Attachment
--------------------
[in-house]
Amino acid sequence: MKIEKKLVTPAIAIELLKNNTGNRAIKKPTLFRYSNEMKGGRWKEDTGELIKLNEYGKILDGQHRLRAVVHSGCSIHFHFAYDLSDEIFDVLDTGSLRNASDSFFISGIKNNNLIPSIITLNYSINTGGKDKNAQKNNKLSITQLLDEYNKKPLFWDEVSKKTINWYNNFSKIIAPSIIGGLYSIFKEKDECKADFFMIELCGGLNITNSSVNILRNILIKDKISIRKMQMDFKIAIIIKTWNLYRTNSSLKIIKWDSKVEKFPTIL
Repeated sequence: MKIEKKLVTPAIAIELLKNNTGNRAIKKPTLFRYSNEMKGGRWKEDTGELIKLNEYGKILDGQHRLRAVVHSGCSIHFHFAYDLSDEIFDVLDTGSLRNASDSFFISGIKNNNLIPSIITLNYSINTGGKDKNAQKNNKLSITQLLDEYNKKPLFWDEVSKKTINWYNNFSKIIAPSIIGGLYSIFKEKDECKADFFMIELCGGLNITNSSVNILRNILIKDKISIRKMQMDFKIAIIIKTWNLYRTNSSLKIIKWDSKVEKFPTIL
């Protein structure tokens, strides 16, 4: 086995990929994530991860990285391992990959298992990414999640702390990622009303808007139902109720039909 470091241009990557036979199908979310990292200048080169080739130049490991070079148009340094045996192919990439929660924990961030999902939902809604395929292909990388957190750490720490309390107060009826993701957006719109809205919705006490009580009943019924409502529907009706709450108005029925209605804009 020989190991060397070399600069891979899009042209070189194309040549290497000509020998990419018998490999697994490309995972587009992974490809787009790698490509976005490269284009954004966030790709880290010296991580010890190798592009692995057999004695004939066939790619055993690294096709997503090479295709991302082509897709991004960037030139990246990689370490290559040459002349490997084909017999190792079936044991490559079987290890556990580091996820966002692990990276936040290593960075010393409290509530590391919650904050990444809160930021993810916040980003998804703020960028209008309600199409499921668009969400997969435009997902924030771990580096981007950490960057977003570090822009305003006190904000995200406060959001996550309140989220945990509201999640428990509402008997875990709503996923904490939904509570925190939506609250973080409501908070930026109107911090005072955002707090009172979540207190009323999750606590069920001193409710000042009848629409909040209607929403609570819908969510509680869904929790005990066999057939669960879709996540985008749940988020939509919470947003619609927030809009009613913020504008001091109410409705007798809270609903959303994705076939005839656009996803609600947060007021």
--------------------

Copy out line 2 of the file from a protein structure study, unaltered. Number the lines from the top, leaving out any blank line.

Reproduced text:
Amino acid sequence: MKIEKKLVTPAIAIELLKNNTGNRAIKKPTLFRYSNEMKGGRWKEDTGELIKLNEYGKILDGQHRLRAVVHSGCSIHFHFAYDLSDEIFDVLDTGSLRNASDSFFISGIKNNNLIPSIITLNYSINTGGKDKNAQKNNKLSITQLLDEYNKKPLFWDEVSKKTINWYNNFSKIIAPSIIGGLYSIFKEKDECKADFFMIELCGGLNITNSSVNILRNILIKDKISIRKMQMDFKIAIIIKTWNLYRTNSSLKIIKWDSKVEKFPTIL